Federal and state laws prohibit discrimination and/or harassment on the basis of religion. This means that an employer cannot treat persons of different religions differently or appear to favor one religion over another. As such, employers should be mindful of varying cultural differences among their employees. While their are not as many religious holidays during the summer months, during 2015, the month of Ramadan is celebrated by Muslims from June 17 – July 16. During this period, Muslims must fast between sunrise and sunset. Keeping that in mind, the following tips may serve as helpful reminders to employers:
- Keep décor neutral, not religious-centered: In the office, unless you allow all types of religious symbols, its best to decorate with neutral themes.
- Give peas a chance! Some religious observances (such as Ramadan) restrict diets or require fasting during certain periods. Do what you can to avoid holiday parties during times of fasting and offer food options that are sensitive to various religions and nationalities that are likely to be represented at your party.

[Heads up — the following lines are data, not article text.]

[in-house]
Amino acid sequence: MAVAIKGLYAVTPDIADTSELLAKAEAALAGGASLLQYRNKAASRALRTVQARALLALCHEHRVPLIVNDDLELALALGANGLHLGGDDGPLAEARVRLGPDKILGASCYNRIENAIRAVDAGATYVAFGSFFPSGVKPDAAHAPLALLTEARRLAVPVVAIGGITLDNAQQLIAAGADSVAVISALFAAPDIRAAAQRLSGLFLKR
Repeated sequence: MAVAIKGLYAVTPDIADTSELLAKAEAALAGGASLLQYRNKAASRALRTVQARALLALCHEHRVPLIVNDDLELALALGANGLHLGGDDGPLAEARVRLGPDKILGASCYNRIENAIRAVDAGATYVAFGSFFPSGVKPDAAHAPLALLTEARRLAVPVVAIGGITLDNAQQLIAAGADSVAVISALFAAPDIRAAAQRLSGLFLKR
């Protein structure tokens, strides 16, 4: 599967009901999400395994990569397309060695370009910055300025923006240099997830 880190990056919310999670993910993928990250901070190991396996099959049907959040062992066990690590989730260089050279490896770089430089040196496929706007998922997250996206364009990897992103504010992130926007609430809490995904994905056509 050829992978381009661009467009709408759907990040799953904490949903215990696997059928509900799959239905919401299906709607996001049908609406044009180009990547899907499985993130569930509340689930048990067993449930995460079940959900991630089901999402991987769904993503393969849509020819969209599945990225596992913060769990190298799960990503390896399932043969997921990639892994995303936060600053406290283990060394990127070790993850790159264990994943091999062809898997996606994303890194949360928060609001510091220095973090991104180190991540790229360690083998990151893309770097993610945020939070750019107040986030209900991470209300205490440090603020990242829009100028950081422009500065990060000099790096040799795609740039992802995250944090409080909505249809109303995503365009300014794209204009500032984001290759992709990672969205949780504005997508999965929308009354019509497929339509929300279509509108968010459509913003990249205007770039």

- Music makes the world go round: Music sets the tone of the party, and if done wrong your party can have two left feet. Music can be tough, especially with a workforce of varying ages, cultural backgrounds and/or religious beliefs.
- Foster an atmosphere of inclusion not cliques: Take steps to keep employees from hanging out with their workplace friends. Encourage employees to mix and mingle by assigning seats randomly and/or have everyone engage in an activity, like a gift exchange. Most importantly, make sure everyone feels welcome and included.